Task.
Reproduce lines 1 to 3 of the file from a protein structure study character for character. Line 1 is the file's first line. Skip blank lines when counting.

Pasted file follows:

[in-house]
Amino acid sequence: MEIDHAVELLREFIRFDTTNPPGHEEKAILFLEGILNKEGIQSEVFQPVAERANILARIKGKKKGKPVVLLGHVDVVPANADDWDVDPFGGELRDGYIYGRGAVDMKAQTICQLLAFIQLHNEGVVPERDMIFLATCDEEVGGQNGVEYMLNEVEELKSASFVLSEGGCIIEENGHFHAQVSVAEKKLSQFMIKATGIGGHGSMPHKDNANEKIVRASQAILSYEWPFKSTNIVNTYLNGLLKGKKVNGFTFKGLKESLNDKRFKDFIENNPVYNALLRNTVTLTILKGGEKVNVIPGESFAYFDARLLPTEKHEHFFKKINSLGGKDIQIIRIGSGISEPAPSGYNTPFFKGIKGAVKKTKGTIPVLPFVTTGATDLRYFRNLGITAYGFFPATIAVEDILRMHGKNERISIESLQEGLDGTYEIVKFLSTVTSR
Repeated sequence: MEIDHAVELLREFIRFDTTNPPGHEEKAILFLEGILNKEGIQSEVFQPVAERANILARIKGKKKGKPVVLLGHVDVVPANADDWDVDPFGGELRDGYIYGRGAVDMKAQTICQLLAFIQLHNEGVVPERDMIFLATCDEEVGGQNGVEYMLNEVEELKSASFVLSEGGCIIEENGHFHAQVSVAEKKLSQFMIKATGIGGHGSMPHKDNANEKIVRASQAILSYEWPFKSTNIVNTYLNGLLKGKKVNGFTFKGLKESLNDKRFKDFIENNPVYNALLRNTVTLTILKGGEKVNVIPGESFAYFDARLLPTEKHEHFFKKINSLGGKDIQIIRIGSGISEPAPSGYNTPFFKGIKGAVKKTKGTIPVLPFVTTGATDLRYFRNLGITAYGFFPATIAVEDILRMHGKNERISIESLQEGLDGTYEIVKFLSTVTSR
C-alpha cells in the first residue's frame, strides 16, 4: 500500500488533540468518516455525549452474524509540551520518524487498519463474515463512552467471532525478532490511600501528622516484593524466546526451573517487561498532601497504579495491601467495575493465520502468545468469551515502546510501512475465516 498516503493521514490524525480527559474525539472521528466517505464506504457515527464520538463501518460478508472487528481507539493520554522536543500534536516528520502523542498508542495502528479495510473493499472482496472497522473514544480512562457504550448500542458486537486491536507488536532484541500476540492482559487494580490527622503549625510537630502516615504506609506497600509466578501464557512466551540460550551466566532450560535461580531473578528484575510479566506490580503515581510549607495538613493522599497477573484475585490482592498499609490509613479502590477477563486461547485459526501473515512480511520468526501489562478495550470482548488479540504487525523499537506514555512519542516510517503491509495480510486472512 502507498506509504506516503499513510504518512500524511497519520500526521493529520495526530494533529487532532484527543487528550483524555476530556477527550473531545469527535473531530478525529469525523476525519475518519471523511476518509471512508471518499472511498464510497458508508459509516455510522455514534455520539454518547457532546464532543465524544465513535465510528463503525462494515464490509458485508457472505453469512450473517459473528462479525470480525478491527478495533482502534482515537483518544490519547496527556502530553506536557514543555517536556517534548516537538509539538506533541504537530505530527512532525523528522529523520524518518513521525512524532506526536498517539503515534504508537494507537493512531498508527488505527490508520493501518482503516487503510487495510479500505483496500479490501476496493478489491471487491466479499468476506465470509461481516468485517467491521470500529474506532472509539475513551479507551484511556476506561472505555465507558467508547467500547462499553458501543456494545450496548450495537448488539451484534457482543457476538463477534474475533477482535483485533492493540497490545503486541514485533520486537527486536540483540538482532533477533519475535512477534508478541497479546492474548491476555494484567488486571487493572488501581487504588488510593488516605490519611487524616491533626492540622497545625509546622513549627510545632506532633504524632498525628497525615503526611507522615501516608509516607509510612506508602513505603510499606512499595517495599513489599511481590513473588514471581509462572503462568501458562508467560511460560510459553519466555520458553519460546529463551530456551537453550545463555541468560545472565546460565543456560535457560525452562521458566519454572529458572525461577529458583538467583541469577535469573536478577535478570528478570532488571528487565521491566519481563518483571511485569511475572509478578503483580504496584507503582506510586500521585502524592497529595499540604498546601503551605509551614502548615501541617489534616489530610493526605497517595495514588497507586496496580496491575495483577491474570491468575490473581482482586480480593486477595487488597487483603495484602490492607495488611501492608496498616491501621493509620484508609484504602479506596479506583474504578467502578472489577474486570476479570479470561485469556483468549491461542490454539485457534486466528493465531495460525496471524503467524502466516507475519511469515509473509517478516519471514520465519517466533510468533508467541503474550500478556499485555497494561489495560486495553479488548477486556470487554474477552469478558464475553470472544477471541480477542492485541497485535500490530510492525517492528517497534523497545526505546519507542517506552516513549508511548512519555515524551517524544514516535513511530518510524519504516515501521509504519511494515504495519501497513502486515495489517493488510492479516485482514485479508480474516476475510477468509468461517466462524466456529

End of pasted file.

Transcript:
[in-house]
Amino acid sequence: MEIDHAVELLREFIRFDTTNPPGHEEKAILFLEGILNKEGIQSEVFQPVAERANILARIKGKKKGKPVVLLGHVDVVPANADDWDVDPFGGELRDGYIYGRGAVDMKAQTICQLLAFIQLHNEGVVPERDMIFLATCDEEVGGQNGVEYMLNEVEELKSASFVLSEGGCIIEENGHFHAQVSVAEKKLSQFMIKATGIGGHGSMPHKDNANEKIVRASQAILSYEWPFKSTNIVNTYLNGLLKGKKVNGFTFKGLKESLNDKRFKDFIENNPVYNALLRNTVTLTILKGGEKVNVIPGESFAYFDARLLPTEKHEHFFKKINSLGGKDIQIIRIGSGISEPAPSGYNTPFFKGIKGAVKKTKGTIPVLPFVTTGATDLRYFRNLGITAYGFFPATIAVEDILRMHGKNERISIESLQEGLDGTYEIVKFLSTVTSR
Repeated sequence: MEIDHAVELLREFIRFDTTNPPGHEEKAILFLEGILNKEGIQSEVFQPVAERANILARIKGKKKGKPVVLLGHVDVVPANADDWDVDPFGGELRDGYIYGRGAVDMKAQTICQLLAFIQLHNEGVVPERDMIFLATCDEEVGGQNGVEYMLNEVEELKSASFVLSEGGCIIEENGHFHAQVSVAEKKLSQFMIKATGIGGHGSMPHKDNANEKIVRASQAILSYEWPFKSTNIVNTYLNGLLKGKKVNGFTFKGLKESLNDKRFKDFIENNPVYNALLRNTVTLTILKGGEKVNVIPGESFAYFDARLLPTEKHEHFFKKINSLGGKDIQIIRIGSGISEPAPSGYNTPFFKGIKGAVKKTKGTIPVLPFVTTGATDLRYFRNLGITAYGFFPATIAVEDILRMHGKNERISIESLQEGLDGTYEIVKFLSTVTSR